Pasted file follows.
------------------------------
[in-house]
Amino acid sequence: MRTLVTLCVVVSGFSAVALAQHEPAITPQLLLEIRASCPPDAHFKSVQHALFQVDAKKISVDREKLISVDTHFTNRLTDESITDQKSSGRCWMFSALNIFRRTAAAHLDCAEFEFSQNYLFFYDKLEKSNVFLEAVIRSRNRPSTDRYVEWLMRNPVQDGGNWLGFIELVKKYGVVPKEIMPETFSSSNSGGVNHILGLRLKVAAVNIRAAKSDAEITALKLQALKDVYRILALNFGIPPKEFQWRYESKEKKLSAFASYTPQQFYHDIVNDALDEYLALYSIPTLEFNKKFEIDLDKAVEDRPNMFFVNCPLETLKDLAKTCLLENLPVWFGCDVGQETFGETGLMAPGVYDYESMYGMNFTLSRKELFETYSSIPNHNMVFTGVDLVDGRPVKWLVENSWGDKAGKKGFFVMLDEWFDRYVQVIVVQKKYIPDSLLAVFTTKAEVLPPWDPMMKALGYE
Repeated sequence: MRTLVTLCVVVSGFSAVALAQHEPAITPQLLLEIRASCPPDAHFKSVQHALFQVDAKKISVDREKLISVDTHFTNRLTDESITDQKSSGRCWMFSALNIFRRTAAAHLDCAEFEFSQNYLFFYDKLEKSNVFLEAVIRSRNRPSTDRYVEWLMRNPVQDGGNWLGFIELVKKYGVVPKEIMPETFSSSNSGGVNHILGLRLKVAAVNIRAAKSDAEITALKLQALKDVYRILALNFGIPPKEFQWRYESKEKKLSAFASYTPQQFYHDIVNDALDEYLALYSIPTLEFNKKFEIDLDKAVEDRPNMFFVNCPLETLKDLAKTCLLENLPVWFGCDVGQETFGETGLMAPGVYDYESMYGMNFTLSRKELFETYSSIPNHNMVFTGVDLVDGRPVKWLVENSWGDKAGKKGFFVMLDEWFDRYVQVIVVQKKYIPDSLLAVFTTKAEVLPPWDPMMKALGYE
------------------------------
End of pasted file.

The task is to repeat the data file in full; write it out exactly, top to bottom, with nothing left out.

[in-house]
Amino acid sequence: MRTLVTLCVVVSGFSAVALAQHEPAITPQLLLEIRASCPPDAHFKSVQHALFQVDAKKISVDREKLISVDTHFTNRLTDESITDQKSSGRCWMFSALNIFRRTAAAHLDCAEFEFSQNYLFFYDKLEKSNVFLEAVIRSRNRPSTDRYVEWLMRNPVQDGGNWLGFIELVKKYGVVPKEIMPETFSSSNSGGVNHILGLRLKVAAVNIRAAKSDAEITALKLQALKDVYRILALNFGIPPKEFQWRYESKEKKLSAFASYTPQQFYHDIVNDALDEYLALYSIPTLEFNKKFEIDLDKAVEDRPNMFFVNCPLETLKDLAKTCLLENLPVWFGCDVGQETFGETGLMAPGVYDYESMYGMNFTLSRKELFETYSSIPNHNMVFTGVDLVDGRPVKWLVENSWGDKAGKKGFFVMLDEWFDRYVQVIVVQKKYIPDSLLAVFTTKAEVLPPWDPMMKALGYE
Repeated sequence: MRTLVTLCVVVSGFSAVALAQHEPAITPQLLLEIRASCPPDAHFKSVQHALFQVDAKKISVDREKLISVDTHFTNRLTDESITDQKSSGRCWMFSALNIFRRTAAAHLDCAEFEFSQNYLFFYDKLEKSNVFLEAVIRSRNRPSTDRYVEWLMRNPVQDGGNWLGFIELVKKYGVVPKEIMPETFSSSNSGGVNHILGLRLKVAAVNIRAAKSDAEITALKLQALKDVYRILALNFGIPPKEFQWRYESKEKKLSAFASYTPQQFYHDIVNDALDEYLALYSIPTLEFNKKFEIDLDKAVEDRPNMFFVNCPLETLKDLAKTCLLENLPVWFGCDVGQETFGETGLMAPGVYDYESMYGMNFTLSRKELFETYSSIPNHNMVFTGVDLVDGRPVKWLVENSWGDKAGKKGFFVMLDEWFDRYVQVIVVQKKYIPDSLLAVFTTKAEVLPPWDPMMKALGYE